The target completion date for the entire project was 'spring 2017'
Former first minister Alex Salmond turned the first sod on the massive M8/M73/M74 upgrade in April 2014, with more than 17 miles of roadworks expected to be finished within three years.
From the outset, the Scottish Government and Transport Scotland said the target completion date for the entire project was "spring 2017".
And the contract awarding the job to the Scottish Roads Partnership (SRP), a company led by Spanish construction giant Ferrovial, declared the "Planned Full Services Commencement Date" to be March 16, 2017.
However, there are still miles of cones on all three motorways and several major junctions remain closed, while motorists still face fines from the 50mph average speed cameras.
It was meant to be complete by the spring, but everyone can see it’s not even close
Margaret Mitchell – MSP
Scottish Conservative Central Scotland MSP Margaret Mitchell said: “The Scottish Government needs to answer for this and I will be trying to put them on the spot again this week.
“It was meant to be complete by the spring, but everyone can see it’s not even close.
“Commuters are fed up with unannounced changes, poor signage and suddenly being taken on diversions to who knows where.
As of March 24, the transport quango was still insisting the project would be complete by end of May
“Businesses too are beginning to complain about the impact this is having on them.
“Everyone locally accepts this has to be done, and that it’ll be good when it’s finished.
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“But the Scottish Government promised it would be open by a certain point when everyone could see that was never going to be the case.”
Last month, infrastructure secretary Keith Brown staged a triumphant photocall to open the "missing link" of the M8 a week ahead of schedule.
In fact, the original pledge was to have the entire project completed in the spring of this year, not just the new section of motorway between Glasgow and Edinburgh.
Transport Scotland announced in August 2013: "The project is currently on track to be completed by spring 2017."
This target date was repeated when the average speed cameras went live in July 2015 and again at Holyrood in January last year.
Finance Secretary Derek Mackay told MSPs: "Officials will continue to work closely with the construction contractor to deliver the project on time in spring 2017."
Last August, this newspaper was told the project was running several months behind schedule but the claim was categorically denied by Transport Scotland.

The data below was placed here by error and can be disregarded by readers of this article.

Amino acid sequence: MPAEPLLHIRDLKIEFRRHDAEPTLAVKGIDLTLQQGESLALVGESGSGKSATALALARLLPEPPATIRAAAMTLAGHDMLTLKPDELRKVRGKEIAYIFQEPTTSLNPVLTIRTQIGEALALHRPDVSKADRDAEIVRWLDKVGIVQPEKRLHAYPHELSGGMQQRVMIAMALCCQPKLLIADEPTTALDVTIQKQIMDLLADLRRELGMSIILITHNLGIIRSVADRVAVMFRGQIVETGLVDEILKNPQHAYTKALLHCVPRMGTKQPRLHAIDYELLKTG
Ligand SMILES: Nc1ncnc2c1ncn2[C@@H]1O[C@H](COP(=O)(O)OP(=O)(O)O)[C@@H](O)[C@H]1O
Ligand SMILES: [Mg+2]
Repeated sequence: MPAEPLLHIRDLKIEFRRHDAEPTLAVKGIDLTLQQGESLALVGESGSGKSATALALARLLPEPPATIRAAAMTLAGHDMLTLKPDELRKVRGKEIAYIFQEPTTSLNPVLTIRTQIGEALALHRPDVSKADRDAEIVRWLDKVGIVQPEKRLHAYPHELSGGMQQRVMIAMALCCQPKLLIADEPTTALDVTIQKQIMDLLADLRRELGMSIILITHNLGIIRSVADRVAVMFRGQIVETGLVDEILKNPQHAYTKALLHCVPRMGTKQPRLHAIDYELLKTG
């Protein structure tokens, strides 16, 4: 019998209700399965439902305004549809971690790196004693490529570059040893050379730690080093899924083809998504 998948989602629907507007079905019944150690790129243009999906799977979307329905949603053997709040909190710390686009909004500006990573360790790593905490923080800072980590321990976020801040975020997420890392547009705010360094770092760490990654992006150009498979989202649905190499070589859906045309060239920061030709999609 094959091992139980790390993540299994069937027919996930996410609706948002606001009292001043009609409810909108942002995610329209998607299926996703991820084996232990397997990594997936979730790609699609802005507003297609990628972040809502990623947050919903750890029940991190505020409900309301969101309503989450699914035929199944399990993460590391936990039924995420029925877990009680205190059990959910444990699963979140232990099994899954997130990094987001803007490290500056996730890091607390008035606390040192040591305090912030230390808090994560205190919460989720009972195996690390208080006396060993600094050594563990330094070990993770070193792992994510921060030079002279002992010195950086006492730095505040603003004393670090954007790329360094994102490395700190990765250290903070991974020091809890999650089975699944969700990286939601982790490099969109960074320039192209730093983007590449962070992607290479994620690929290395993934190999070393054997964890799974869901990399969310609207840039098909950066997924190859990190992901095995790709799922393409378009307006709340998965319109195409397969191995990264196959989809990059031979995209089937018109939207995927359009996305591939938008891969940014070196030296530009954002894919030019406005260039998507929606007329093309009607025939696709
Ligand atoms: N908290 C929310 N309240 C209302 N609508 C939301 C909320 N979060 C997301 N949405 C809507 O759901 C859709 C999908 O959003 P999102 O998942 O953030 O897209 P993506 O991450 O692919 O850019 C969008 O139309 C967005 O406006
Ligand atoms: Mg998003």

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A spokesman said: "Transport Scotland and Scottish Roads Partnership [are] fully committed to delivering the M8/M73/M74 Motorway Improvements Project in spring 2017."
As recently as March 24, the transport quango was still insisting the project would be complete by the end of May.
Now Transport Scotland is saying the M8/M73/M74 is on schedule only to "open to traffic soon".
A spokesman said: "Our contractor is working around the clock to connect the new infrastructure with the existing road network, which requires extensive traffic management.
"Roads are being opened to the public as they become available and the scheme remains on schedule to open to traffic soon."
Hugh Bladon, treasurer of the Association of British Drivers, said: "I just don't understand why we are so slow in doing things. Very often you drive through the roadworks and you hardly see any workmen and if you do they are leaning on their shovels drinking a cup of tea. It is extraordinary how long these big projects take.
"They should have an absolute time limit to do the job and if they don't they should be penalised by something like a million pounds a week. This project is costing a huge amount of money and there's no reason why it shouldn't be finished on time.
Scottish taxpayers will repay £1,391million in charges over the 30 year contract
"We as motorists suffer it in silence. We can moan about it in the pub but generally what can you do as a motorist? We are not like the French where they would be blockading the road and burning tyres and we don't want to import that sort of behaviour, but how else can you complain and get something done?"
The capital value of the roadworks is £310million, although Scottish taxpayers will repay £1,391million in charges over the 30 year contract.
Ferrovial owns 40 per cent of the shares in SRP through its subsidiaries Amey and Cintra, with investment funds Meridiam and Aberdeen owning the remainder.
Loans have been provided by the European Investment Bank, the EU's own in-house bank, and the German finance house Allianz.
The construction contract went to Cintra and Belfast-based Lagan Construction, while the maintenance contract has gone to Amey.